**** ".. skill itself is not an index to beauty. Of course, the artist must have sufficient means at his command to achieve his objective so that his work becomes convincingly communicative. But clearly it is something else which the art must communicate more than this...
Jun 13, 2010 SPL120 rated it it was ok
Recommends it for: art historians
Recommended to SPL120 by: inspired by the play, "RED"
Possibly never really intended by Rothko for publication, as it is speculated, this was amassed during a fallow period when he stopped painting in the early '40s.

It comes across as his own history lesson; personal reminders and reinforcements to bridge the gap while he searched for new approaches to his work. Nothing is missed in attempting to understand his paintings by not reading this work. In fact, his paintings really only need to be directly experienced to be understood, in one's own pers
Jan 29, 2014 Marta rated it it was amazing
Incomparable, unique.
May 31, 2008 Susan rated it liked it
Well....I'm glad I like Rothko's paintings because his writings reeks of mediacrity. I'm suffering through this one. He's philisophising about art, its meaning and place in soceity and railing against the decroative arts. It's no coincidence that this was written the year after he left his wife, a successful jewelry designer, while his career was in the toilet.

Jul 27, 2012 Rick rated it really liked it
Shelves: recently-read
Reading this book was like taking an abbreviated art appreciation class, which I found enjoyable and informative. However, not having ever had any formal philosophy classes, I found it difficult to read. I did stick it out and in retrospect found the it a fruitful experience. I found I really connected with his long view of the interaction between art and religion.
Sep 15, 2012 Niall rated it it was amazing
Fascinating read and a great insight into Rothko especially as regards his earlier works (when the book is believed to have been written). Even in its unfinished state it is still remarkably well written and outlines a number of key beliefs of the artist himself. A pleasure to read
Bridgette Guerzon Mills
Dec 06, 2009 Bridgette Guerzon Mills rated it did not like it
Shelves: art
Marking this as read, but honestly I can't finish it! It's my third attempt. I have a hard time reading his writing and life is too short to struggle through a book. I really wanted to like it as I love his work, but my brain shuts down whenever I would start to read it.
Jun 18, 2007 Brandon rated it it was ok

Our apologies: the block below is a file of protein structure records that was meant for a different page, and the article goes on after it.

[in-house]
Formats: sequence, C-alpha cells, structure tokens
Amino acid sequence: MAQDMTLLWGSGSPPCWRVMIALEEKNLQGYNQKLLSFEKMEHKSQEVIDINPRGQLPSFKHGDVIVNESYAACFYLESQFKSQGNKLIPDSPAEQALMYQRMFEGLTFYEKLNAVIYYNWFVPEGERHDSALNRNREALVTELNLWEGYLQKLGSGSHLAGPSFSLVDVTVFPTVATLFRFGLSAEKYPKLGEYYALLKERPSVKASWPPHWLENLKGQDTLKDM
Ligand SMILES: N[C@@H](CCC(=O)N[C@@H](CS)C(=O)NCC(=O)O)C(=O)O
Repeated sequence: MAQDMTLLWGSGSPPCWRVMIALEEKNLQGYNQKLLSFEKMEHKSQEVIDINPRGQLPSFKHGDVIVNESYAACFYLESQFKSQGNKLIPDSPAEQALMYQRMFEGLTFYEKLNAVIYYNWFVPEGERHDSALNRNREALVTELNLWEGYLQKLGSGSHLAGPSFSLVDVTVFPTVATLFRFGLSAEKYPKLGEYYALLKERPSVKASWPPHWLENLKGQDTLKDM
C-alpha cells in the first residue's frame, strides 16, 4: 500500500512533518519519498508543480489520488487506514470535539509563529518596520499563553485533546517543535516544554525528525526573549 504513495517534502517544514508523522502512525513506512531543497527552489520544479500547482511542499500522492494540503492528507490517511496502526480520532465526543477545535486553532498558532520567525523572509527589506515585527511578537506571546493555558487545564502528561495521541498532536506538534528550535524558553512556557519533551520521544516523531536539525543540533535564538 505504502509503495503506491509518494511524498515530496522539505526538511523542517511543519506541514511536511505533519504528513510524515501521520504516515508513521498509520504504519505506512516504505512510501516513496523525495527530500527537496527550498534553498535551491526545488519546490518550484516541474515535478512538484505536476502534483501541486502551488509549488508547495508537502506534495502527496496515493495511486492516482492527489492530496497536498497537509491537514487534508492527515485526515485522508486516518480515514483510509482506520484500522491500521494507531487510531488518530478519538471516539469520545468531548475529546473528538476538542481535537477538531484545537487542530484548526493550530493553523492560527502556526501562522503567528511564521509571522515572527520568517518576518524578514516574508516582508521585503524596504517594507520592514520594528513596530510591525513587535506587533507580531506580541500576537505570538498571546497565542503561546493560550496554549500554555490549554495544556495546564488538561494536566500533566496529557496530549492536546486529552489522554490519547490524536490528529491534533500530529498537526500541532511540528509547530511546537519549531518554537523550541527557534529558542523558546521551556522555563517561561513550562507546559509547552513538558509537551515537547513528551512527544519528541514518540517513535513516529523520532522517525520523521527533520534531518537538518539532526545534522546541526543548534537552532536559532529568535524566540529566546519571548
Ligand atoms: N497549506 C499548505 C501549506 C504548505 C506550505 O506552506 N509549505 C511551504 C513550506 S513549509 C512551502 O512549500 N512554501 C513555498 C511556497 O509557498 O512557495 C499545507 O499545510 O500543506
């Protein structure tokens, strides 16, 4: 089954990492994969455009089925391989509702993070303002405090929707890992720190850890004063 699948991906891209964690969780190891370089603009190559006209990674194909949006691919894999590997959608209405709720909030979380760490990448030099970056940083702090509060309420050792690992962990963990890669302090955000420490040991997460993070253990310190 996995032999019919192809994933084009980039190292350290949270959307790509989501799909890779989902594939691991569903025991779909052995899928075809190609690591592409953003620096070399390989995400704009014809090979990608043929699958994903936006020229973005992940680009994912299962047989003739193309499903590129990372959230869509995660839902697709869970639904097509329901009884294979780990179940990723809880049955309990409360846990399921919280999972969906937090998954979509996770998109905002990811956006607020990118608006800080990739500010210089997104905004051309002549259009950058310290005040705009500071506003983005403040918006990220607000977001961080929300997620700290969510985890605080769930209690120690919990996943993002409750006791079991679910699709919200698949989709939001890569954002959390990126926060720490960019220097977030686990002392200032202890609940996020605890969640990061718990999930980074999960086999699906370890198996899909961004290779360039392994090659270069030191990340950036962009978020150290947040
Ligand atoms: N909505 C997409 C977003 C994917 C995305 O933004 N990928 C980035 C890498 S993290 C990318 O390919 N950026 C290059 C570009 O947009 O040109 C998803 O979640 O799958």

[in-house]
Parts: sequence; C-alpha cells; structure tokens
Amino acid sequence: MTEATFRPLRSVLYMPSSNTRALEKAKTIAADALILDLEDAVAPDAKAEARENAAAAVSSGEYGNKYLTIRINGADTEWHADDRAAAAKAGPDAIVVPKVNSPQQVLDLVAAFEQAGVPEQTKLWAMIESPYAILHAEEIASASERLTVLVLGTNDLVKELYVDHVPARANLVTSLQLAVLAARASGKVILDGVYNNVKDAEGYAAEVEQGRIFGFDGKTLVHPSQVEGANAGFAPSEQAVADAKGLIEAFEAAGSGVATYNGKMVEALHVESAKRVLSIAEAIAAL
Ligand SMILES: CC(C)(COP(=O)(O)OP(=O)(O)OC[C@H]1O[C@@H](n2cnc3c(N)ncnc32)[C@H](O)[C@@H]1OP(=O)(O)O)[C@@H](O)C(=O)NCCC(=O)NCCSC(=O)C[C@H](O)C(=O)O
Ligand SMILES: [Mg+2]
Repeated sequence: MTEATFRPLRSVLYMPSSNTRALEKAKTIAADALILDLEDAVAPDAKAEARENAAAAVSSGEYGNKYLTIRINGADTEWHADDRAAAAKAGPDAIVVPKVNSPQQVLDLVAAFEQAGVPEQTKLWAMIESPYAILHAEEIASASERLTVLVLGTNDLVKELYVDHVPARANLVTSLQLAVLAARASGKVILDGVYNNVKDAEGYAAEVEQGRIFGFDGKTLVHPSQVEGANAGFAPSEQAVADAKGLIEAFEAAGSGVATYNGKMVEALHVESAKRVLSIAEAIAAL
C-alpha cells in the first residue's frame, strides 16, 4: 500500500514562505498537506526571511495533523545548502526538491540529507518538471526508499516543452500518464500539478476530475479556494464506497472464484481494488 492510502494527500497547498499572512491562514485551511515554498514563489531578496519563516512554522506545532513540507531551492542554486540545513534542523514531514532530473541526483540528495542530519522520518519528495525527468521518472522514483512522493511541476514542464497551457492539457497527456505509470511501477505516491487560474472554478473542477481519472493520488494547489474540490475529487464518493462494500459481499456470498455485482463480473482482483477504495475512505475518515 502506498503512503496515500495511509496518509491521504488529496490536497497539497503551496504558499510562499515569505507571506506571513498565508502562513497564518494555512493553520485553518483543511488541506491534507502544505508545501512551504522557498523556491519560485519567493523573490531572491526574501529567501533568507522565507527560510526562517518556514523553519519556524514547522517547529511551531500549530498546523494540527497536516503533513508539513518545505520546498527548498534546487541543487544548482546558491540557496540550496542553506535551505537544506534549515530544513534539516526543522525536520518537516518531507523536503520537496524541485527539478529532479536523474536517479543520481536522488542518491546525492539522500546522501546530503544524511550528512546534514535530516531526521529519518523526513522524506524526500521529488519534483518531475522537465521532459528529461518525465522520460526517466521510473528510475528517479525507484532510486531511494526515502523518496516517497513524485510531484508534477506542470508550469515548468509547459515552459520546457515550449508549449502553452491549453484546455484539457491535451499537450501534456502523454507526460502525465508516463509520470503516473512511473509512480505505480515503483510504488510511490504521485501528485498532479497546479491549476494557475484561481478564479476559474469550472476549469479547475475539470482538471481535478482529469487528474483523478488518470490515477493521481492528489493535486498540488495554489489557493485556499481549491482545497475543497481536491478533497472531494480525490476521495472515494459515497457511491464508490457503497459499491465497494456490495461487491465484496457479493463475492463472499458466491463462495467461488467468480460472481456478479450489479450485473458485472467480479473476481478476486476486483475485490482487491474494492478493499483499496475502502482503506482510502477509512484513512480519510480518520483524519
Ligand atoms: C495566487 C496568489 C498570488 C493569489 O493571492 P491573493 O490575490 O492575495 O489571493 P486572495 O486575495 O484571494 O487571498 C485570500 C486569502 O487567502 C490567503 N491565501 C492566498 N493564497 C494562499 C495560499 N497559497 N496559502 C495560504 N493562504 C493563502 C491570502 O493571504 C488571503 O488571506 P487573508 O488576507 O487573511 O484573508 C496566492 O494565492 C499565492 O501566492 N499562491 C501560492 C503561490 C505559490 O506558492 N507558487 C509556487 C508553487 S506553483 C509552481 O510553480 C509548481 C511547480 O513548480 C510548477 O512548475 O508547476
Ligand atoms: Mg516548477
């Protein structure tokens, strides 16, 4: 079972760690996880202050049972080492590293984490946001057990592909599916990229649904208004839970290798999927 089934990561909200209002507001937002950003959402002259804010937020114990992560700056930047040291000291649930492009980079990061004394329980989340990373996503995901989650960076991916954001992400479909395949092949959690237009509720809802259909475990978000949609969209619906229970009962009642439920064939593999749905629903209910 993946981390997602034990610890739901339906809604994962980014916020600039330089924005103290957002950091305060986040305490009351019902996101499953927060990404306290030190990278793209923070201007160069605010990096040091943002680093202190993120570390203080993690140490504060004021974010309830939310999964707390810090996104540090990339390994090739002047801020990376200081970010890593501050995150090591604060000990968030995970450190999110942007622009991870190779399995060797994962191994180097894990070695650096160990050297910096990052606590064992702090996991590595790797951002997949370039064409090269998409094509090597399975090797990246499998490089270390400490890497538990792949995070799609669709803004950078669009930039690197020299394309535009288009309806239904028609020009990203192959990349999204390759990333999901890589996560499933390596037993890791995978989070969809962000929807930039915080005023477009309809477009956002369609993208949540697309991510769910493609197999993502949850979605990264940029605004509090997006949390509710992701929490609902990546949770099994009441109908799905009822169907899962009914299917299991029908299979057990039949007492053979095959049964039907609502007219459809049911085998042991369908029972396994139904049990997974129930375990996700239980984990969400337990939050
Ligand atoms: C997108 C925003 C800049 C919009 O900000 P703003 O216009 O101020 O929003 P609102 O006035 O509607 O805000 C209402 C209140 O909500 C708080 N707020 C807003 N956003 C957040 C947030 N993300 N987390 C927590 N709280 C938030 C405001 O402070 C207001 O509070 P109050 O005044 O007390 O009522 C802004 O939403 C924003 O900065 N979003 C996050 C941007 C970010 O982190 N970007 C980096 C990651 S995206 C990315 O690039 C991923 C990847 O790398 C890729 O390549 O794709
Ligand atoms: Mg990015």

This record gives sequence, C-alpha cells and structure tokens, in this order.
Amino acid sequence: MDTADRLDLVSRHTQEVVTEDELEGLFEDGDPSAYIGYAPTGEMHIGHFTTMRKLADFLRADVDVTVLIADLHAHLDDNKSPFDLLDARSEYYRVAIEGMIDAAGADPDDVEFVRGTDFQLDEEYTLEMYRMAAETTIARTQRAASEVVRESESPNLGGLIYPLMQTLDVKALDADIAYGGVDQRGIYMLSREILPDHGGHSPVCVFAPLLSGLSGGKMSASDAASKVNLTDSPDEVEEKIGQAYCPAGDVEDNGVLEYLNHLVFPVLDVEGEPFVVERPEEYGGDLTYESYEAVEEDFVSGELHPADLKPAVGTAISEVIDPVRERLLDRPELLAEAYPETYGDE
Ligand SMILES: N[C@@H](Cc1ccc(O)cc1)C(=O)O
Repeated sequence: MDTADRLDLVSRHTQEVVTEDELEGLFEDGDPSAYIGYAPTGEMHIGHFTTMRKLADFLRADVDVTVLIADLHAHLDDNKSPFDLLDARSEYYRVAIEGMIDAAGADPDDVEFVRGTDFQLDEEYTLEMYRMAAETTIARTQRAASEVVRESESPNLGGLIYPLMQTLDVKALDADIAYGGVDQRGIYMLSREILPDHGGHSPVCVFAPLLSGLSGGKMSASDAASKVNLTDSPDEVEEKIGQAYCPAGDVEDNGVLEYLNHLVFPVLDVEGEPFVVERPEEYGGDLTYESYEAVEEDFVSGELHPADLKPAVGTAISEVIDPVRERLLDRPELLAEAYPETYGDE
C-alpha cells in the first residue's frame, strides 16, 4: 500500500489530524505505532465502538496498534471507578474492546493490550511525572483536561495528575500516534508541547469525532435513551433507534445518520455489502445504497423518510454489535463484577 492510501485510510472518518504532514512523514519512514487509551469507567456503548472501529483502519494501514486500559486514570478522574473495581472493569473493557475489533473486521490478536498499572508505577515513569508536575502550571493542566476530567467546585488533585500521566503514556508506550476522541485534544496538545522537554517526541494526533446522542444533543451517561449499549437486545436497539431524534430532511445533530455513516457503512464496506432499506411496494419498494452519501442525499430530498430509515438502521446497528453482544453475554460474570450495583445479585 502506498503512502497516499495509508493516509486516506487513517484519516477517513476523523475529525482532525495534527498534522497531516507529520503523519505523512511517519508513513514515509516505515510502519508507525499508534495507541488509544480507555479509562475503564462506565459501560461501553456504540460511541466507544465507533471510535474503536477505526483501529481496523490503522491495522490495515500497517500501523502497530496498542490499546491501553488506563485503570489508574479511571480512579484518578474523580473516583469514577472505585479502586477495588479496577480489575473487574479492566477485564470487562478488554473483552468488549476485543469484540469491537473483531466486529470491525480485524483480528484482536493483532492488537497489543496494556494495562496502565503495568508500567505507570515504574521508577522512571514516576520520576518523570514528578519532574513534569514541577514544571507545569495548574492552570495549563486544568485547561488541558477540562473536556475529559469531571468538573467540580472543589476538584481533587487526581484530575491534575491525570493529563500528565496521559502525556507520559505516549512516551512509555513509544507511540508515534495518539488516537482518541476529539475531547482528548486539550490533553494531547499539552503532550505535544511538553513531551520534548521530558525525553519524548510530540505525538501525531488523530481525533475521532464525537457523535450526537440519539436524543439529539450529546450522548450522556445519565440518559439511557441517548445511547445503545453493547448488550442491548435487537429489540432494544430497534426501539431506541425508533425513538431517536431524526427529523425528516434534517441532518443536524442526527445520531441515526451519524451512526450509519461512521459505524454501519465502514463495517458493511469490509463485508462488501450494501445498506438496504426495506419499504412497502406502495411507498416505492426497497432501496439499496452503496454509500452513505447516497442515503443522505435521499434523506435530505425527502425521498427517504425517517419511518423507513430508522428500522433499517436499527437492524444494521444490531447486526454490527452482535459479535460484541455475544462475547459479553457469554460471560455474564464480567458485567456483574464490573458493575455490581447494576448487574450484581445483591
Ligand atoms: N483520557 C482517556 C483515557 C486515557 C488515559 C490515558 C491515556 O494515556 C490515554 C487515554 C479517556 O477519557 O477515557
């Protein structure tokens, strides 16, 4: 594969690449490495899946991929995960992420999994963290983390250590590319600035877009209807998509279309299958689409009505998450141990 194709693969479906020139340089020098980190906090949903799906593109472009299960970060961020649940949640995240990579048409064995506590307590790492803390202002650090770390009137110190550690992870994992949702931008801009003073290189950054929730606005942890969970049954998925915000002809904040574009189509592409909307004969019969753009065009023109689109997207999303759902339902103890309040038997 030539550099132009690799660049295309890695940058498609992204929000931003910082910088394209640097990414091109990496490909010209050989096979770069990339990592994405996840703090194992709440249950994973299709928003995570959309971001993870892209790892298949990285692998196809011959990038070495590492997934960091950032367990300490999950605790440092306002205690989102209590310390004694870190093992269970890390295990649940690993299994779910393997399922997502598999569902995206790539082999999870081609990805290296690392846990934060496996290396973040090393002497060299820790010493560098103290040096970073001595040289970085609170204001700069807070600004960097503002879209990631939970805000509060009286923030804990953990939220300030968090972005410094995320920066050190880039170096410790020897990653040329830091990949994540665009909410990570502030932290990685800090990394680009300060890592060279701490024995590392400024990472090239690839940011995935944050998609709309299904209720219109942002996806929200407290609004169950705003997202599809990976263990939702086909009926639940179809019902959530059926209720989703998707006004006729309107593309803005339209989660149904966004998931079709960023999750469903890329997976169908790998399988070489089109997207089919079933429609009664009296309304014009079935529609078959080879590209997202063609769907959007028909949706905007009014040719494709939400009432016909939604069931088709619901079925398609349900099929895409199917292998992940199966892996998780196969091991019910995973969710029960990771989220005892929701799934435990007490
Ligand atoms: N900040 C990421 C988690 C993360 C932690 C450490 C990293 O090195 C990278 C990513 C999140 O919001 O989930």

Mark Rothko is one of my favorite artists. His works suggest the immense power color has to invigorate even the simplest composition. Sadly, this book is so rambling that what good ideas it does have get lost in the pomposity of his hatred for the establishment.
Kathy Augustine
Mar 10, 2009 Kathy Augustine rated it it was amazing
Recommends it for: Artists
Shelves: philosophy
Interesting account of Mark Rothko's intentions, ideas and purpose behind his work. Includes essays on art history, Abstract Expressionism and Rothko's philosophical inquiries. A 'must read' for all artists!
Patrick G.
Rothko from his own mouth. What more can you say? His writing parallels his painting.
Jan 08, 2009 Miryam added it
one spoonful at a time... like to go swimming in his paintings.
Apr 09, 2010 Shannon marked it as to-read
Have you seen the play Red? I want more on Rothko!
Chris Lockhart
Aug 19, 2011 Chris Lockhart rated it did not like it  ·  review of another edition
Shelves: art, philosophy
I read half of it, it was drudgery.
Apr 07, 2008 bob rated it liked it
Shelves: art
intro great, book good
Cameron Rabbit
Jan 07, 2011 Cameron Rabbit rated it liked it
truculent thing
Jun 10, 2013 Roxana rated it it was amazing
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Sep 25, 2016
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Sep 23, 2016
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Sep 20, 2016
John Mixon
John Mixon rated it it was ok
Sep 20, 2016
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American painter of Latvian Jewish descent. He immigrated with his family from Dvinsk (now part of Latvia, then part of the Russian Empire) to the United States in 1913 when he was 10 years old.

More about Mark Rothko...

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“It is the poet and philosopher who provide the community of objectives in which the artist participates. Their chief preoccupation, like the artist, is the expression in concrete form of their notions of reality. Like him, they deal with the verities of time and space, life and death, and the heights of exaltation as well as the depths of despair. The preoccupation with these eternal problems creates a common ground which transcends the disparity in the means used to achieve them.” 10 likes
“Art is such an action. It is a kindred form of action to idealism. They are both expressions of the same drive, and the man who fails to fulfill this urge in one form or another is as guilty of escapism as the one who fails to occupy himself with the satisfaction of bodily needs. In fact, the man who spends his entire life turning the wheels of industry so that he has neither time nor energy to occupy himself with any other needs of his human organism is by far a greater escapist than the one who developed his art. For the man who develops his art does make adjustments to his physical needs. He understands that man must have bread to live, while the other cannot understand that you cannot live by bread alone.” 6 likes